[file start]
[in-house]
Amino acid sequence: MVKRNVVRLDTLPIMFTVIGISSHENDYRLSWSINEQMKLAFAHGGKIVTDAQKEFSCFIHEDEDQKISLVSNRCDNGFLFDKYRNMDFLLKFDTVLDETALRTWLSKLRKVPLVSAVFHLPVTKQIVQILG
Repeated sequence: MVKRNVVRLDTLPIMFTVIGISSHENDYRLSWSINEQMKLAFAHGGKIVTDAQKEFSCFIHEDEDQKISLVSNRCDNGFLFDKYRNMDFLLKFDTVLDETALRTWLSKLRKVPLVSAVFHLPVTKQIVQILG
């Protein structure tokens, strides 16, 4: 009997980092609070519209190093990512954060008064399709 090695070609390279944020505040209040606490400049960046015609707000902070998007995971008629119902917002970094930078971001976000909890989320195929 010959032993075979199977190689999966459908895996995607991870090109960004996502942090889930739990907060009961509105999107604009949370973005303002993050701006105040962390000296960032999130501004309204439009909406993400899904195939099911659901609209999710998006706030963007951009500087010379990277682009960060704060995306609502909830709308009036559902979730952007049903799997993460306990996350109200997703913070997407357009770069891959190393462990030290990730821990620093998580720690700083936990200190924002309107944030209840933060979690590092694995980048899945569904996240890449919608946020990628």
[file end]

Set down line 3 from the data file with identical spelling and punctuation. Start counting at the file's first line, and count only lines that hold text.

Repeated sequence: MVKRNVVRLDTLPIMFTVIGISSHENDYRLSWSINEQMKLAFAHGGKIVTDAQKEFSCFIHEDEDQKISLVSNRCDNGFLFDKYRNMDFLLKFDTVLDETALRTWLSKLRKVPLVSAVFHLPVTKQIVQILG